The relationship between silicosis and tuberculosis is complex and often challenging to address. Both lung diseases gravely affect communities throughout India and while many of the symptoms are similar, the causes and treatment plans for each are distinct. Tuberculosis is an infectious bacterial disease and unlike silicosis, can be treated with proper medication, whereas silicosis can only be managed, never cured. Conversely, silicosis is entirely preventable. The illness develops due to unhealthy exposure to silica dust, and so limiting this exposure dramatically reduces the likelihood of an individual developing the disease.
However, throughout mining communities in Rajasthan and Gujarat, a lack of awareness about silicosis combined with insufficient safety measures puts thousands of mineworkers at risk, many of which develop the disease and eventually are forced to stop working and die decades younger than otherwise projected. According to a number of national laws (the Workman Compensation Act of 1923, the Mine Act of 1952 and the Silicosis Rule of 1955) mineworkers have a right to a healthy and safe working environment, and workers who develop occupational lung diseases, like silicosis, are owed compensation by their respective state government. Therefore, unlike TB, a silicosis diagnosis ascribes responsibility for the health issue onto the mine site and the government.
Silicosis is often confused with TB and miners are frequently misdiagnosed. Moreover, TB and silicosis are often co-occurring diseases—together named silica-tuberculosis—as silicosis significantly increases a patients vulnerability to contracting TB. This creates two key problems: 1) it makes it possible for a patient who has silicosis or silica-tuberculosis to be misdiagnosed as someone who only has tuberculosis, which voids their ability to access compensation for the occupational health hazards from which they are suffering; and 2) it further exacerbates the spread of TB, a disease that infects 9 million new patients annually and has been declared a global health emergency by the World Health Organization for nearly 30 years. Considering this, a joint approach is essential to properly address both silicosis and TB.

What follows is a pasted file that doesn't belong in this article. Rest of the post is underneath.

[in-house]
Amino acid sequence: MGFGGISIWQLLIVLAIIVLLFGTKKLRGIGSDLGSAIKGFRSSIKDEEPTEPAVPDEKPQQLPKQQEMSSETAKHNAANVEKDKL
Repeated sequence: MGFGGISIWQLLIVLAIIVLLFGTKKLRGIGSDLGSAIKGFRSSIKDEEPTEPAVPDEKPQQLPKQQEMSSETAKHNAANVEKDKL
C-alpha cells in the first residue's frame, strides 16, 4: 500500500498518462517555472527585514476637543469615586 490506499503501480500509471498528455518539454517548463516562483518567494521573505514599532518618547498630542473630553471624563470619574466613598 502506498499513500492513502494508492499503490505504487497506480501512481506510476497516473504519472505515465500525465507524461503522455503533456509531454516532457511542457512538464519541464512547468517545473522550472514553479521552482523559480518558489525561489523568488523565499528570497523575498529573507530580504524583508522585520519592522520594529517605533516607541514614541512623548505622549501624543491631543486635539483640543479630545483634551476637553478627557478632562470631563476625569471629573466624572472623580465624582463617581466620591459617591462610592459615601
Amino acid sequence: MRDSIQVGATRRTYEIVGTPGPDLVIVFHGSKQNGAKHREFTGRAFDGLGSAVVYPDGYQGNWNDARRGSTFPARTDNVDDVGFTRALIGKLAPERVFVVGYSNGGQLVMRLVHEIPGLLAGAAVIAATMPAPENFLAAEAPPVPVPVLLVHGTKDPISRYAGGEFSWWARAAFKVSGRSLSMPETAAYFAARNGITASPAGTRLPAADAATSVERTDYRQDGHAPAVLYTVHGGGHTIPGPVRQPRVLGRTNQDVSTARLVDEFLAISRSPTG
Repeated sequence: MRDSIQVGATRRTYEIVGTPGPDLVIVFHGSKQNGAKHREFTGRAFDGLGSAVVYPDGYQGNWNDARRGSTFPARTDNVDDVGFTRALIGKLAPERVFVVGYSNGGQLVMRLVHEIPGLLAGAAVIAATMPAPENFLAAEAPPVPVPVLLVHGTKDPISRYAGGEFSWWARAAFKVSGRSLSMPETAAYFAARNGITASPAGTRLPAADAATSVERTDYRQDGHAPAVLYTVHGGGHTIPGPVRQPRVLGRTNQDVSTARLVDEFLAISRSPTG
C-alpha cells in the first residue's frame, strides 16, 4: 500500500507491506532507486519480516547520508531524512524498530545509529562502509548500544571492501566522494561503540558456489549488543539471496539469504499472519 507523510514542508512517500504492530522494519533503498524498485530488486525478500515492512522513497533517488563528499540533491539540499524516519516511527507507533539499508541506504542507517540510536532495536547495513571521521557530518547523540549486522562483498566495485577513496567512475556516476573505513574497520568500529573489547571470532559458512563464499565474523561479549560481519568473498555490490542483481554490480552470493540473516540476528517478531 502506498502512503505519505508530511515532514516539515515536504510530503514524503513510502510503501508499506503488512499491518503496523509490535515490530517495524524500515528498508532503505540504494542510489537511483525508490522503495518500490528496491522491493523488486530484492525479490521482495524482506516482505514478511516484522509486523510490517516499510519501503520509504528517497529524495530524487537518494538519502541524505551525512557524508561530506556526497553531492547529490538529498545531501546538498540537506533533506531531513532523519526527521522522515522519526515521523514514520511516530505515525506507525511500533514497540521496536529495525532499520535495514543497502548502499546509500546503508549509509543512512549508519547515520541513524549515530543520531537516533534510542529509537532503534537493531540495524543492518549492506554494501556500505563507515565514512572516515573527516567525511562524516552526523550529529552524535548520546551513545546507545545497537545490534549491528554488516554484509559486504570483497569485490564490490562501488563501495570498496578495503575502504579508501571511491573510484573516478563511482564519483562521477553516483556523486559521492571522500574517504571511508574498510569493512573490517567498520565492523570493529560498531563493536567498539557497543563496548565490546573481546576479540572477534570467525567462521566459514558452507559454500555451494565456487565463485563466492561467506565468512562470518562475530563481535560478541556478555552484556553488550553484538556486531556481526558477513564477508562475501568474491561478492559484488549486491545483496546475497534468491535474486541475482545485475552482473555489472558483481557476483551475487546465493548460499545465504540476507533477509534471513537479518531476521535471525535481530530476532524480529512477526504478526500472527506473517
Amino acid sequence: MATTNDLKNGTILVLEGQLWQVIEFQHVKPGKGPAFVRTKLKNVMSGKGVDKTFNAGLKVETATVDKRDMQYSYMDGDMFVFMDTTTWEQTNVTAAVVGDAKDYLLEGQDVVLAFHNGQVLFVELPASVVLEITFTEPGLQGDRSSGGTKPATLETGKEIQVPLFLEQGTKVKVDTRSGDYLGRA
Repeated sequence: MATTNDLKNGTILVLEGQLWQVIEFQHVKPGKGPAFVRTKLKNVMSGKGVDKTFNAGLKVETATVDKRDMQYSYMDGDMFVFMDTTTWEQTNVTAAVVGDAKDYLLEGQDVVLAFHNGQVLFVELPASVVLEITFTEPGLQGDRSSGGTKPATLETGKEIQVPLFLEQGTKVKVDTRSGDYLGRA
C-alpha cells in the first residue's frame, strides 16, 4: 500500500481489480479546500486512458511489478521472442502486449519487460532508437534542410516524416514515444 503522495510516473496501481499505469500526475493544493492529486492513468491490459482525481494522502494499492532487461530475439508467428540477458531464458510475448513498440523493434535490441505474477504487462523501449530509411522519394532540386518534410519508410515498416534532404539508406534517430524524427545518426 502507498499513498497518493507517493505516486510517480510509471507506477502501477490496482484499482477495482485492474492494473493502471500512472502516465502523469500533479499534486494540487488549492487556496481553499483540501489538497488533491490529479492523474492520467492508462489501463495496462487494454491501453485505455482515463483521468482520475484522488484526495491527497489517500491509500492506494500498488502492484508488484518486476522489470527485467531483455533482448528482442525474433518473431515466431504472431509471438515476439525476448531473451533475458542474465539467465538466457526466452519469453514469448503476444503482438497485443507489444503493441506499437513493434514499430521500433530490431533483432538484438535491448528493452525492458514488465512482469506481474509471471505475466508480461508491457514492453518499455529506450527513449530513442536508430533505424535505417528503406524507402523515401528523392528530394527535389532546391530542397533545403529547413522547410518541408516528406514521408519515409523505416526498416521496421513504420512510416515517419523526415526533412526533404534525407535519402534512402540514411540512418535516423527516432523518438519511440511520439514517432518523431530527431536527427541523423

GRAVIS has worked to treat and prevent silicosis and TB for many years, and as part of their effort to advocate for better health in Rajasthan, especially within mineworker communities, GRAVIS organized a two day long workshop in partnership with the International Union Against Tuberculosis and Lung Disease in Jodhpur on July 6th and 7th to address the link between these diseases. The workshop joined together over 50 professionals from a variety of backgrounds, including medicine and public health, government and politics, non-profits and community organizing, and the mining industry, to share expertise and develop a roadmap to combat silica-tuberculosis.
Last week part of the GRAVIS team visited the field and met Gorakhram Bishnoi, the Sarpanch, or leader, of Mansagur Village in Osian Tehsil of Jodhpur District. His village consists of 566 households and nearly 3,000 people. As Sarpanch, Gorakhram Ji also acts as the president of one of GRAVIS’s 825 VDCs, which is comprised of about a dozen community representatives, almost half of which are women.